BY VOLKER NOLTE
PHOTO BY PETER SPURRIER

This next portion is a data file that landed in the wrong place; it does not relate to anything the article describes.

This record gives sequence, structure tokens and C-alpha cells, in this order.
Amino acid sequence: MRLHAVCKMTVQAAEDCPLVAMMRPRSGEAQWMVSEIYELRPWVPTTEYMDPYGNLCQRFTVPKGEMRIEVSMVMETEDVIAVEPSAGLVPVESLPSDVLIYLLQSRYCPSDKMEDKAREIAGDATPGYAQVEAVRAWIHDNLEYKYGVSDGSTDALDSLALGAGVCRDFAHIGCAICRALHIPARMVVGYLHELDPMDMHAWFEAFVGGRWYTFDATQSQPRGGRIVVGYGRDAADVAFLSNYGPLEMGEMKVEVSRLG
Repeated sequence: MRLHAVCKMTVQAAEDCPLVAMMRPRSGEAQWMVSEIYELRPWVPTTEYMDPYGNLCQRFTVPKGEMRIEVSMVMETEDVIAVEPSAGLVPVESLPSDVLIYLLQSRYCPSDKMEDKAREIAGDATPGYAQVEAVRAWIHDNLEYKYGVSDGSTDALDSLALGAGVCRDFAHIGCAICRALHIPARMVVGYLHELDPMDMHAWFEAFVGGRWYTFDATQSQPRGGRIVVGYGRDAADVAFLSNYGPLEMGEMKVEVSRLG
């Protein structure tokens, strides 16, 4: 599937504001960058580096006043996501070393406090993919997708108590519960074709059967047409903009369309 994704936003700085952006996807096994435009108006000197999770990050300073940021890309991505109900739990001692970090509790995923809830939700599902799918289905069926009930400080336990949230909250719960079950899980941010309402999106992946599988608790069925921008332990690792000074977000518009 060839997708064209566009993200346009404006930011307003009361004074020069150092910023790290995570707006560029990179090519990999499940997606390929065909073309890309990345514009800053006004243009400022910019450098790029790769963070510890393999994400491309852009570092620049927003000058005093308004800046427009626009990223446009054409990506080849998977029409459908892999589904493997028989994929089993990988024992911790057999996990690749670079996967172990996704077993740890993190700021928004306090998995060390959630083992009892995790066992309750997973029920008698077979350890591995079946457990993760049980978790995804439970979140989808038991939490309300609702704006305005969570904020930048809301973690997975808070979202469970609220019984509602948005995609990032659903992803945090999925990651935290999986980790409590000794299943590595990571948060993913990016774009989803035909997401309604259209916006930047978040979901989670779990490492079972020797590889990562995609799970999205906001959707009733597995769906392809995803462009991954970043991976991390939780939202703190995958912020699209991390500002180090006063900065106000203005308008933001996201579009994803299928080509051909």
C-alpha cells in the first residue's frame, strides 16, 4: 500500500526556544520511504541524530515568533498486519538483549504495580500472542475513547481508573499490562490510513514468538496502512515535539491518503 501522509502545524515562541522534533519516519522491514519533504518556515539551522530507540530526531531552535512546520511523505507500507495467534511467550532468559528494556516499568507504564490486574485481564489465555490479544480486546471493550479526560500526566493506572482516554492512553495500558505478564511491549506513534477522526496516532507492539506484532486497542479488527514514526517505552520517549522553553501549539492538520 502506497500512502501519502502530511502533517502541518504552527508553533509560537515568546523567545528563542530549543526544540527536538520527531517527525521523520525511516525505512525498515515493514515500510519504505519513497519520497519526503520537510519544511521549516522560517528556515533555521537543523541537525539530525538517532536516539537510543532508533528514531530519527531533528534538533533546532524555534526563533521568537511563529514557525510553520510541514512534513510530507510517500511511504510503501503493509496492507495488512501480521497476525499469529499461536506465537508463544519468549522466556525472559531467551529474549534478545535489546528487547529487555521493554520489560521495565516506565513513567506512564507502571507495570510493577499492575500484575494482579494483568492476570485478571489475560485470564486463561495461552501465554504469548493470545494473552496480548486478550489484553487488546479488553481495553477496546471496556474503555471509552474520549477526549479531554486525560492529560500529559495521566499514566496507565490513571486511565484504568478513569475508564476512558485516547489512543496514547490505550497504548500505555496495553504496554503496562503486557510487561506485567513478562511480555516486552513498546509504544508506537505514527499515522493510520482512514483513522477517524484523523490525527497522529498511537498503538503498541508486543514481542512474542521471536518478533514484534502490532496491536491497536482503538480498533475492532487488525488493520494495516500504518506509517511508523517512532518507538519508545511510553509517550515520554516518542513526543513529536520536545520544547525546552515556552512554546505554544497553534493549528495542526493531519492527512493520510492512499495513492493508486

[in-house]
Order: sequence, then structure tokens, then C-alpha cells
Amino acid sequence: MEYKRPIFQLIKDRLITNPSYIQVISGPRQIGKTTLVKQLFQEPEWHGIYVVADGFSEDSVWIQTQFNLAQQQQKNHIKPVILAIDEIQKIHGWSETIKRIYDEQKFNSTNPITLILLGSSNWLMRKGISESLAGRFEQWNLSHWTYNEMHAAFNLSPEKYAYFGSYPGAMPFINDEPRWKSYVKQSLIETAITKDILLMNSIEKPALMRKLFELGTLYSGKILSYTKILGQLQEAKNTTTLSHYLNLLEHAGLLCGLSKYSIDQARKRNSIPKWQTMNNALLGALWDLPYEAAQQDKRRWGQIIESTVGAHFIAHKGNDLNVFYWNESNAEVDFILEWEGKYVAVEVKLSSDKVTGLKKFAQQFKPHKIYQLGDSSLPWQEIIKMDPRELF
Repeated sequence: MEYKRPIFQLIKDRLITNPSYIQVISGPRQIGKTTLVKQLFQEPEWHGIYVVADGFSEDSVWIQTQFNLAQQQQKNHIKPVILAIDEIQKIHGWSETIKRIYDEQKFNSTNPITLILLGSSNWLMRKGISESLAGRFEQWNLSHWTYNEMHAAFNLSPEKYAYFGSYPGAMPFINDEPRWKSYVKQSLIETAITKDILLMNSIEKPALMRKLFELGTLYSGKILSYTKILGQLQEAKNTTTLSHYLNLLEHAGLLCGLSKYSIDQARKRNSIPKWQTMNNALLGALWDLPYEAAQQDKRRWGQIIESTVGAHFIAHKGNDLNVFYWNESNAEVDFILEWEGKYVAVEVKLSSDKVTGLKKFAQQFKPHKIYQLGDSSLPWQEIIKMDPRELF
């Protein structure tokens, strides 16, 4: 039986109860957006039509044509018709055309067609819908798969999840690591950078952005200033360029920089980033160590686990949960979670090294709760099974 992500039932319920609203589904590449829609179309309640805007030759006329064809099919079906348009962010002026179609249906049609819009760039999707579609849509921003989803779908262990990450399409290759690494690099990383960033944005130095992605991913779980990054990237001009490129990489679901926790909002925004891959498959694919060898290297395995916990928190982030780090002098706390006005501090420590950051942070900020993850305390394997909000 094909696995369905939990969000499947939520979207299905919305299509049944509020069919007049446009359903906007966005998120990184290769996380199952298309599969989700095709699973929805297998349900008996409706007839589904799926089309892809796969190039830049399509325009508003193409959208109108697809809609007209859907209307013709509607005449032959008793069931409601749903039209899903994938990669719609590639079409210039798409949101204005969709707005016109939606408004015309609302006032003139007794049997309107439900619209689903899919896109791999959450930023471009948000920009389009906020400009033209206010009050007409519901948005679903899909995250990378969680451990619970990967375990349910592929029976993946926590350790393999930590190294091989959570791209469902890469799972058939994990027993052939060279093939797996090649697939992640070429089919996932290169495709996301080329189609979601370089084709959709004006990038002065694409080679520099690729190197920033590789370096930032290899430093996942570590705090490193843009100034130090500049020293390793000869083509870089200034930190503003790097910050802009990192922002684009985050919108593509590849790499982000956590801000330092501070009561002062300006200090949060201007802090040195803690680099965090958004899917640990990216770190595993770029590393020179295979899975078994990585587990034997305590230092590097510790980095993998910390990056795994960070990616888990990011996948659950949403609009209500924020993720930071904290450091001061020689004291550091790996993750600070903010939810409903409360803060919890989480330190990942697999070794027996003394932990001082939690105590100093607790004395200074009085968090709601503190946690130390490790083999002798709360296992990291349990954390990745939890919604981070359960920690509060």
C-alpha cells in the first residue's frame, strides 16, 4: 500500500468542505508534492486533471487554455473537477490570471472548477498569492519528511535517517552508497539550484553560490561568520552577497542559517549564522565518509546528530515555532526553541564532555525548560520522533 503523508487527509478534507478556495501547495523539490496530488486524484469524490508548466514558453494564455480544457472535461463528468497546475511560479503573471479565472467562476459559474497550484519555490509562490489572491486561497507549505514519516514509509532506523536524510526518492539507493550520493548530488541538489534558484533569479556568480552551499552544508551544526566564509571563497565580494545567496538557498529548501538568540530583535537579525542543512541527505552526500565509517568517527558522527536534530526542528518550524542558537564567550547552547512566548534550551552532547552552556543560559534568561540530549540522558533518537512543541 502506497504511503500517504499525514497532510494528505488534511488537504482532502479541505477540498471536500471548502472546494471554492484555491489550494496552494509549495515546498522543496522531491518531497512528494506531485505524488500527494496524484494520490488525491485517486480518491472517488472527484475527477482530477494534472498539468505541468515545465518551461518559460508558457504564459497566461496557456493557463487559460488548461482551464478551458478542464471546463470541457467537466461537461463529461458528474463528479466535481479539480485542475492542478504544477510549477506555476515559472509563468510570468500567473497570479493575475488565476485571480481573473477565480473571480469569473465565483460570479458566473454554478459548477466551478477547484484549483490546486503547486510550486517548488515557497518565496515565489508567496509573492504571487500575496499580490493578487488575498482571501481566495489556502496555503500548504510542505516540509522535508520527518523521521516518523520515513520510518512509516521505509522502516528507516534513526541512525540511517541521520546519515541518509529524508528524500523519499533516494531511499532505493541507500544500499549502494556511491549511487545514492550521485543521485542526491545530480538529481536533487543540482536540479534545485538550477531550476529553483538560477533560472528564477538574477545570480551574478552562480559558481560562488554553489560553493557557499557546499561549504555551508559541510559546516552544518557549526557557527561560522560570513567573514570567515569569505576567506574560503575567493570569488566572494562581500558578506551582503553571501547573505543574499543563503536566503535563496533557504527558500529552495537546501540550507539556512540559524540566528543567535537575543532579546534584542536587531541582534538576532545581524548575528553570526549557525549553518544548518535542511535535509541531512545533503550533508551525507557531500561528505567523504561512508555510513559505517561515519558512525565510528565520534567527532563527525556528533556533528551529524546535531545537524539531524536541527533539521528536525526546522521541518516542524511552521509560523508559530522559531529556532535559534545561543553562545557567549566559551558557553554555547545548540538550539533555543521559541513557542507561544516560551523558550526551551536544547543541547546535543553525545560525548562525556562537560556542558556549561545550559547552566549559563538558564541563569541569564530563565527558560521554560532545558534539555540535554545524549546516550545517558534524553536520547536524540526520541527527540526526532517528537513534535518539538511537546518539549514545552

The best rowers catch the water quickly and confidently and then hang on the oar handle before accelerating through the drive at high velocities. Performed correctly, this movement makes coaches salivate, and for good reason. Most rowers never learn how to perfect the connection between the foot stretcher and oar handle. In engineering, suspension refers to a system of linkages connecting parts of a larger device. In rowing, the suspension system is the rower’s body. The strong forces generated on the foot stretchers must be firmly transferred to the oar handles while the linkage adjusts to the ever-changing external conditions while guiding the blade securely through the water. Proper suspension is established with good balance, which allows for a solid positioning of the feet, enabling the legs to generate the power that is transferred through the mid-section to the shoulders and arms and finally to the hands. Think of this system as a meticulously-timed chain of movements that begin with the large muscle groups and end with the smaller ones. The feet push off, the legs extend, the hips open, and the back swings—all with proper speed and timing. A natural bend of the back allows for a strong transfer of power and the ability for the rower to make small adjustments if necessary. The shoulders and arms then start to engage at full extension and then bend, all with the proper timing.